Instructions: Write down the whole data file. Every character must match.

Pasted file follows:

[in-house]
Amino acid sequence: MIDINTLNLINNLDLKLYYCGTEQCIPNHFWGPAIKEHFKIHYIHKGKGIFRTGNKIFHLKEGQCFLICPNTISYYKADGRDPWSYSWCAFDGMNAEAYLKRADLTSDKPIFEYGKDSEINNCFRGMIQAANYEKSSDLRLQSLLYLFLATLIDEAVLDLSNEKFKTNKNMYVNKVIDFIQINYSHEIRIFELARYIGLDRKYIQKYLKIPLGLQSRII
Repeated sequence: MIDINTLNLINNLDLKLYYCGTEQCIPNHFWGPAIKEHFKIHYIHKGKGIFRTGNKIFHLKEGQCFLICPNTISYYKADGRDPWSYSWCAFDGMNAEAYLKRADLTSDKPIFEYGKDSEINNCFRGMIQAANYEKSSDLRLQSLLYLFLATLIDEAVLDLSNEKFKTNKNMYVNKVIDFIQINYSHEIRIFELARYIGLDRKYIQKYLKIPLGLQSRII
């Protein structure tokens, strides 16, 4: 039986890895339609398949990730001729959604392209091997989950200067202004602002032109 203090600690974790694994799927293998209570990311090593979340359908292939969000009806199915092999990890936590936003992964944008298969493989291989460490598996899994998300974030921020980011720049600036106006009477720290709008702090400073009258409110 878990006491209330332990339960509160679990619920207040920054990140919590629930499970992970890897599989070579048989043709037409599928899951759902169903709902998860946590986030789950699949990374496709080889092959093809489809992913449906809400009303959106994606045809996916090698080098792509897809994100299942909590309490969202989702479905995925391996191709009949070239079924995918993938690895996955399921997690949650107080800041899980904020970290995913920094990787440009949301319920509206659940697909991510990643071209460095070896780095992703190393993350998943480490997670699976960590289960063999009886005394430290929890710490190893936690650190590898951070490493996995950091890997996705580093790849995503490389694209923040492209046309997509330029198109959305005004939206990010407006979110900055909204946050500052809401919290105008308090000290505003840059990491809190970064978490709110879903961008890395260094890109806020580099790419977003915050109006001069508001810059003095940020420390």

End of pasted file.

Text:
[in-house]
Amino acid sequence: MIDINTLNLINNLDLKLYYCGTEQCIPNHFWGPAIKEHFKIHYIHKGKGIFRTGNKIFHLKEGQCFLICPNTISYYKADGRDPWSYSWCAFDGMNAEAYLKRADLTSDKPIFEYGKDSEINNCFRGMIQAANYEKSSDLRLQSLLYLFLATLIDEAVLDLSNEKFKTNKNMYVNKVIDFIQINYSHEIRIFELARYIGLDRKYIQKYLKIPLGLQSRII
Repeated sequence: MIDINTLNLINNLDLKLYYCGTEQCIPNHFWGPAIKEHFKIHYIHKGKGIFRTGNKIFHLKEGQCFLICPNTISYYKADGRDPWSYSWCAFDGMNAEAYLKRADLTSDKPIFEYGKDSEINNCFRGMIQAANYEKSSDLRLQSLLYLFLATLIDEAVLDLSNEKFKTNKNMYVNKVIDFIQINYSHEIRIFELARYIGLDRKYIQKYLKIPLGLQSRII
């Protein structure tokens, strides 16, 4: 039986890895339609398949990730001729959604392209091997989950200067202004602002032109 203090600690974790694994799927293998209570990311090593979340359908292939969000009806199915092999990890936590936003992964944008298969493989291989460490598996899994998300974030921020980011720049600036106006009477720290709008702090400073009258409110 878990006491209330332990339960509160679990619920207040920054990140919590629930499970992970890897599989070579048989043709037409599928899951759902169903709902998860946590986030789950699949990374496709080889092959093809489809992913449906809400009303959106994606045809996916090698080098792509897809994100299942909590309490969202989702479905995925391996191709009949070239079924995918993938690895996955399921997690949650107080800041899980904020970290995913920094990787440009949301319920509206659940697909991510990643071209460095070896780095992703190393993350998943480490997670699976960590289960063999009886005394430290929890710490190893936690650190590898951070490493996995950091890997996705580093790849995503490389694209923040492209046309997509330029198109959305005004939206990010407006979110900055909204946050500052809401919290105008308090000290505003840059990491809190970064978490709110879903961008890395260094890109806020580099790419977003915050109006001069508001810059003095940020420390």